Years ago I discovered a way to increase creativity when money is tight.
When you know you need to make a purchase, but funds are stretched and needed in so many other places too, ask yourself this question:
If you didn’t have the money, and it was something you had to do, what would you do?
This question came in handy many times as a church planter, and may have been when I used this question most frequently. I remember once a staff member asked me to consider a non-budgeted purchase. The team in this area of ministry all agreed it had to be made.
I knew as pastor we didn’t have the budgeted funds to make the purchase. I also knew there were many other areas of ministry in our church that were competing for the same limited dollars. (I wrote about this dilemma leaders face often in a previous post.)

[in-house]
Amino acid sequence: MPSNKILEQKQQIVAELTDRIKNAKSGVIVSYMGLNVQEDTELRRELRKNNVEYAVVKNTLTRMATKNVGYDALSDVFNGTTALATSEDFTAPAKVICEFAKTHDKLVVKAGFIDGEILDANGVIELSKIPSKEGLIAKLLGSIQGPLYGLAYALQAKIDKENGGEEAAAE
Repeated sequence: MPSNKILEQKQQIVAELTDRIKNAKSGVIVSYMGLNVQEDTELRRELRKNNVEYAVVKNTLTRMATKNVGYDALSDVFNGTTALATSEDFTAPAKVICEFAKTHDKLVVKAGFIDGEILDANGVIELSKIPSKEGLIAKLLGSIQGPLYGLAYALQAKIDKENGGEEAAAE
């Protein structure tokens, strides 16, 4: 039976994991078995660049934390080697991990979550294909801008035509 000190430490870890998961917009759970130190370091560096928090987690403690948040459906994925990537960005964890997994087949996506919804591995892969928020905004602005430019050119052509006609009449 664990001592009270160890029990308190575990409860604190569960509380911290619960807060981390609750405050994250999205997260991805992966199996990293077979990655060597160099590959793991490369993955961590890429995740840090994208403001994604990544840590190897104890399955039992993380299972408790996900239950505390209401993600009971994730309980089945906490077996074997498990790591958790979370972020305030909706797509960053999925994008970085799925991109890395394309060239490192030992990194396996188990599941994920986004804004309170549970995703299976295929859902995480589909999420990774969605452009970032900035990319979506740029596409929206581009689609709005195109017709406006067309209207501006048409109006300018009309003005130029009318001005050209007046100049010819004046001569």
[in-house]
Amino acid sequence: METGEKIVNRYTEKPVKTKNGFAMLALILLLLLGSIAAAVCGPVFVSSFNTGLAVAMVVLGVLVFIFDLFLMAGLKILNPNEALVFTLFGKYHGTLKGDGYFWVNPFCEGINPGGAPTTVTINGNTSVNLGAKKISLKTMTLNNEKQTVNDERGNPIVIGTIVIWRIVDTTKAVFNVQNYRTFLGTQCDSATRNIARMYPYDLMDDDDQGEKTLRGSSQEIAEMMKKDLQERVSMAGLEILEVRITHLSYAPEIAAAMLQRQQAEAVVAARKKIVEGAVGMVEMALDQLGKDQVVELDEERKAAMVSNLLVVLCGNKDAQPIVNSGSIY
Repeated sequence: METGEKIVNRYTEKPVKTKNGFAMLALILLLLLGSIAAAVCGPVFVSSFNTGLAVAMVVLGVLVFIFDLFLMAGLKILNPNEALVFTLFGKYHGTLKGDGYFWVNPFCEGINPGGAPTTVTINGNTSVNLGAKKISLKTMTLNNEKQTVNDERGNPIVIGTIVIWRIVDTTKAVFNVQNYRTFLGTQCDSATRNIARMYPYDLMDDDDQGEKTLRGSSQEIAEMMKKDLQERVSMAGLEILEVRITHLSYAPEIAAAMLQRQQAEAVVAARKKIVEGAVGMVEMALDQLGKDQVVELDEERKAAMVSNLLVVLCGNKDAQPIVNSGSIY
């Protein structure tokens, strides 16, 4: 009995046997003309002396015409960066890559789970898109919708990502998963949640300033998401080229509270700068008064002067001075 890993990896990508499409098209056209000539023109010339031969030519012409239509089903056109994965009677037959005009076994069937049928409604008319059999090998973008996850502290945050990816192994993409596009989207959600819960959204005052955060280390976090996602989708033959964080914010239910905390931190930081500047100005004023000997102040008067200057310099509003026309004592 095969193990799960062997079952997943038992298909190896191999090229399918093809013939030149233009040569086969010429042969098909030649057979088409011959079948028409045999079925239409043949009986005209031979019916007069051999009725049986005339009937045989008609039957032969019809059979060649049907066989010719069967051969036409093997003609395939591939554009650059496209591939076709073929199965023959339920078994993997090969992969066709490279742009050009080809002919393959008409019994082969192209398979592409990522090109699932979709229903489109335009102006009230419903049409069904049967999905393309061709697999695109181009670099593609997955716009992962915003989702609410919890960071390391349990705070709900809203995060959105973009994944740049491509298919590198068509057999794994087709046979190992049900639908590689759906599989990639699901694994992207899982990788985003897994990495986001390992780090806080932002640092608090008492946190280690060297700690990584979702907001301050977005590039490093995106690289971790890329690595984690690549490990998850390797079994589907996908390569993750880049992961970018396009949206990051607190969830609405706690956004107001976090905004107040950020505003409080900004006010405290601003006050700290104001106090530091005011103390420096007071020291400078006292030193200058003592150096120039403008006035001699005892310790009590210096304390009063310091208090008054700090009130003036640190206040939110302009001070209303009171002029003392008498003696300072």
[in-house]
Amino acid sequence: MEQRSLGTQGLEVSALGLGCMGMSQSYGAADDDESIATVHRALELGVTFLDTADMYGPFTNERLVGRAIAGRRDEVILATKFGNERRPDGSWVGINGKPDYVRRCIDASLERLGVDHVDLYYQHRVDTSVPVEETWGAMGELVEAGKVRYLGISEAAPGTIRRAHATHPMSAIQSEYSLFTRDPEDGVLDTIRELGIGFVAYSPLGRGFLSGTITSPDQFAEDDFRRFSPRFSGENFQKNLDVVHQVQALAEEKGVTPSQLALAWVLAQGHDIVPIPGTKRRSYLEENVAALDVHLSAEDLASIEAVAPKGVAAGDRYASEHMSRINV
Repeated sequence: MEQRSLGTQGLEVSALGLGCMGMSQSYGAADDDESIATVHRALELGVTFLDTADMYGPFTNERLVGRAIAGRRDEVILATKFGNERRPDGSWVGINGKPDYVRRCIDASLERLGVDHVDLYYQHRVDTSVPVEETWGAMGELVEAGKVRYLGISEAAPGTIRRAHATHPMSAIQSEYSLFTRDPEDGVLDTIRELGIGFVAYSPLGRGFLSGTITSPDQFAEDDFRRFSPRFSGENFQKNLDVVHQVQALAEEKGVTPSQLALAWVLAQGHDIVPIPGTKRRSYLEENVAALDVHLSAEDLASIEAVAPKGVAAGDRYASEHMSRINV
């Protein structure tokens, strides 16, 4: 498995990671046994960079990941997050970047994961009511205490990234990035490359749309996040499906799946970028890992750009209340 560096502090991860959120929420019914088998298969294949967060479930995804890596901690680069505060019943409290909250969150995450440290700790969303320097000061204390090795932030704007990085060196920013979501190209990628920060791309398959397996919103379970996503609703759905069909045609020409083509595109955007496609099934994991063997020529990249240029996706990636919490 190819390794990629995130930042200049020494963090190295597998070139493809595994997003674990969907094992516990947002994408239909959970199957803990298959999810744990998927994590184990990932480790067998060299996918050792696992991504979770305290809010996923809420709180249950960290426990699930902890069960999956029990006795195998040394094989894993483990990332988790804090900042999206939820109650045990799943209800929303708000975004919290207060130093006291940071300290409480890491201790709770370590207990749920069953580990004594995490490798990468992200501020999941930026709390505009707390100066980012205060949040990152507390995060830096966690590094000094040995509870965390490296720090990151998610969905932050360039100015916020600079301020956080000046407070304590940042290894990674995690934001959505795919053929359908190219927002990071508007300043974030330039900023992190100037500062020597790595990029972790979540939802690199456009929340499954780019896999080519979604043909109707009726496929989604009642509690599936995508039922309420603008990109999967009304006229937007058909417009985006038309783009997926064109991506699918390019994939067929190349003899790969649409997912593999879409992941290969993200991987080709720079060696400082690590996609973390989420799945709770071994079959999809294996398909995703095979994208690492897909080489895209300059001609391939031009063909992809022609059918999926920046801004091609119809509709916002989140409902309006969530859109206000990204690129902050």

But in that exact scenario is when the question came to me.
I asked this powerful question and then delayed in making the decision as long as I could. Honestly, I was only delaying because I didn’t have a good answer at the time. I didn’t realize people were so anxious for my reply. Apparently, it really was a NEED. A few weeks later, the staff member who presented me with the request originally came to me with a different request. They had found a way to accomplish the same need for one-fourth of the cost.
Brilliant. I didn’t know I was solving the problem by asking the question, but the delay forced us to answer the question.
If you don’t have the money, and it is something you have to do, what will you do?
Will this work every time?
No, but the use of creativity and innovation can often be avoided if there is enough money in the budget. Tight budgets cause us to look for ways to accomplish our mission for less. When this happens everyone wins, as there is more resources available for other projects.
What are some ways you have had to be creative because funds were limited?